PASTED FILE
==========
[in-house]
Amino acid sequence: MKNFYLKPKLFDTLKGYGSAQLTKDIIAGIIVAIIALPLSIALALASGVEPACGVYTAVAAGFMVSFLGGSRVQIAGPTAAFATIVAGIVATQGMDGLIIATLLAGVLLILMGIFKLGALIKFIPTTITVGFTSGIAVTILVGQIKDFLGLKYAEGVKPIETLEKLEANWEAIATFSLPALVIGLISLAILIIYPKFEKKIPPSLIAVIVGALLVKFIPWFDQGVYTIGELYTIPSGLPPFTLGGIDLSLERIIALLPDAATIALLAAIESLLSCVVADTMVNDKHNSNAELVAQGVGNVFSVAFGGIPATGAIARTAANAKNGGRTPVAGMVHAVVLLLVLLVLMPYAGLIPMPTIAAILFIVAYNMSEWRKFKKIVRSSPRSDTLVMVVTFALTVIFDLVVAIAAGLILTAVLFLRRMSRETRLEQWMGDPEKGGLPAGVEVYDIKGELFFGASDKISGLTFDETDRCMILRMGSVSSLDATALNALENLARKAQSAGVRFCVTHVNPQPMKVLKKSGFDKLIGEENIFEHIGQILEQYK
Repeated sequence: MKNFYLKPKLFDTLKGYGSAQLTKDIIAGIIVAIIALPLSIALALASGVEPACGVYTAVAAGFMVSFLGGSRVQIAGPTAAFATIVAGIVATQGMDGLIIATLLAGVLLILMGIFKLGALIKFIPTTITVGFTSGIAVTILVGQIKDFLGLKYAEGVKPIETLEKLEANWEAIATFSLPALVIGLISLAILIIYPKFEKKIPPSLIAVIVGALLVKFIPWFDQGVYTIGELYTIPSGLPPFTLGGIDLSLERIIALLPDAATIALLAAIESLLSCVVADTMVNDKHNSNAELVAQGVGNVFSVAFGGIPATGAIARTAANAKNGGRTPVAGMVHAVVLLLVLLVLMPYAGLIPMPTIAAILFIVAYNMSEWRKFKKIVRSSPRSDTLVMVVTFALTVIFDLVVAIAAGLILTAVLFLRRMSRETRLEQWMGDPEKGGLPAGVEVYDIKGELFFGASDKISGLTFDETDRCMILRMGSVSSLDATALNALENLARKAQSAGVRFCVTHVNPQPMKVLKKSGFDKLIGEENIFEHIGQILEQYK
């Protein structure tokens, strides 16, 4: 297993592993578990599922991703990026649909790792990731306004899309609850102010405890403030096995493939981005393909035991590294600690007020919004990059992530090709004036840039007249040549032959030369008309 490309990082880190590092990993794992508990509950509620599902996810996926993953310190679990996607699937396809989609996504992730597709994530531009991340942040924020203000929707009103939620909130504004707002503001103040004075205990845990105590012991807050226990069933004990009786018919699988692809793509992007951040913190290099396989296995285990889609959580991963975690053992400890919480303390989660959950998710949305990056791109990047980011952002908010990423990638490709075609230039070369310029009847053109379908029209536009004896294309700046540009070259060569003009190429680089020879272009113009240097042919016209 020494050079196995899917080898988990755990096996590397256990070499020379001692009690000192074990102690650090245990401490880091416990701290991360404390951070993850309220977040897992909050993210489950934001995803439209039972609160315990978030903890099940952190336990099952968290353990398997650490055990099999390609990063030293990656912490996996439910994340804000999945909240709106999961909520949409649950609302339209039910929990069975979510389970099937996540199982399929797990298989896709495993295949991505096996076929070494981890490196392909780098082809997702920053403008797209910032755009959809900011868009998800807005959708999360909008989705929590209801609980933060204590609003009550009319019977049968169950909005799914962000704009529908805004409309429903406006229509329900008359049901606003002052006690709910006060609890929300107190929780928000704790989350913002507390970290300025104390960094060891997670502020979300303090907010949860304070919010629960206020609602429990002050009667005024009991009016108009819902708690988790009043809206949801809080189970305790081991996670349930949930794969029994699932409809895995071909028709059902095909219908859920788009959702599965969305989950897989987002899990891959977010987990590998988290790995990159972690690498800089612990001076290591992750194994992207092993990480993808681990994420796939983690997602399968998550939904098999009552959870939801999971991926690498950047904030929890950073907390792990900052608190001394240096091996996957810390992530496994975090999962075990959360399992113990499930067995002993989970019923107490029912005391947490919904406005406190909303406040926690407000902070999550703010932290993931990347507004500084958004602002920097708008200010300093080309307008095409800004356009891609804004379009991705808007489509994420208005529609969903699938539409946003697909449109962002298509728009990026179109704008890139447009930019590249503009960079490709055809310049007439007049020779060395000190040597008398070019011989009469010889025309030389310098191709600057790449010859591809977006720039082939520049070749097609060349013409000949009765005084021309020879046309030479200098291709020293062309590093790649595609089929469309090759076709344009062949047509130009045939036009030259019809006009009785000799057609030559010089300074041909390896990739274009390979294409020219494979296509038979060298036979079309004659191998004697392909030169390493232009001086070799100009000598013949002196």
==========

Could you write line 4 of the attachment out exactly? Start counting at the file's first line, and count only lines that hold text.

């Protein structure tokens, strides 16, 4: 297993592993578990599922991703990026649909790792990731306004899309609850102010405890403030096995493939981005393909035991590294600690007020919004990059992530090709004036840039007249040549032959030369008309 490309990082880190590092990993794992508990509950509620599902996810996926993953310190679990996607699937396809989609996504992730597709994530531009991340942040924020203000929707009103939620909130504004707002503001103040004075205990845990105590012991807050226990069933004990009786018919699988692809793509992007951040913190290099396989296995285990889609959580991963975690053992400890919480303390989660959950998710949305990056791109990047980011952002908010990423990638490709075609230039070369310029009847053109379908029209536009004896294309700046540009070259060569003009190429680089020879272009113009240097042919016209 020494050079196995899917080898988990755990096996590397256990070499020379001692009690000192074990102690650090245990401490880091416990701290991360404390951070993850309220977040897992909050993210489950934001995803439209039972609160315990978030903890099940952190336990099952968290353990398997650490055990099999390609990063030293990656912490996996439910994340804000999945909240709106999961909520949409649950609302339209039910929990069975979510389970099937996540199982399929797990298989896709495993295949991505096996076929070494981890490196392909780098082809997702920053403008797209910032755009959809900011868009998800807005959708999360909008989705929590209801609980933060204590609003009550009319019977049968169950909005799914962000704009529908805004409309429903406006229509329900008359049901606003002052006690709910006060609890929300107190929780928000704790989350913002507390970290300025104390960094060891997670502020979300303090907010949860304070919010629960206020609602429990002050009667005024009991009016108009819902708690988790009043809206949801809080189970305790081991996670349930949930794969029994699932409809895995071909028709059902095909219908859920788009959702599965969305989950897989987002899990891959977010987990590998988290790995990159972690690498800089612990001076290591992750194994992207092993990480993808681990994420796939983690997602399968998550939904098999009552959870939801999971991926690498950047904030929890950073907390792990900052608190001394240096091996996957810390992530496994975090999962075990959360399992113990499930067995002993989970019923107490029912005391947490919904406005406190909303406040926690407000902070999550703010932290993931990347507004500084958004602002920097708008200010300093080309307008095409800004356009891609804004379009991705808007489509994420208005529609969903699938539409946003697909449109962002298509728009990026179109704008890139447009930019590249503009960079490709055809310049007439007049020779060395000190040597008398070019011989009469010889025309030389310098191709600057790449010859591809977006720039082939520049070749097609060349013409000949009765005084021309020879046309030479200098291709020293062309590093790649595609089929469309090759076709344009062949047509130009045939036009030259019809006009009785000799057609030559010089300074041909390896990739274009390979294409020219494979296509038979060298036979079309004659191998004697392909030169390493232009001086070799100009000598013949002196």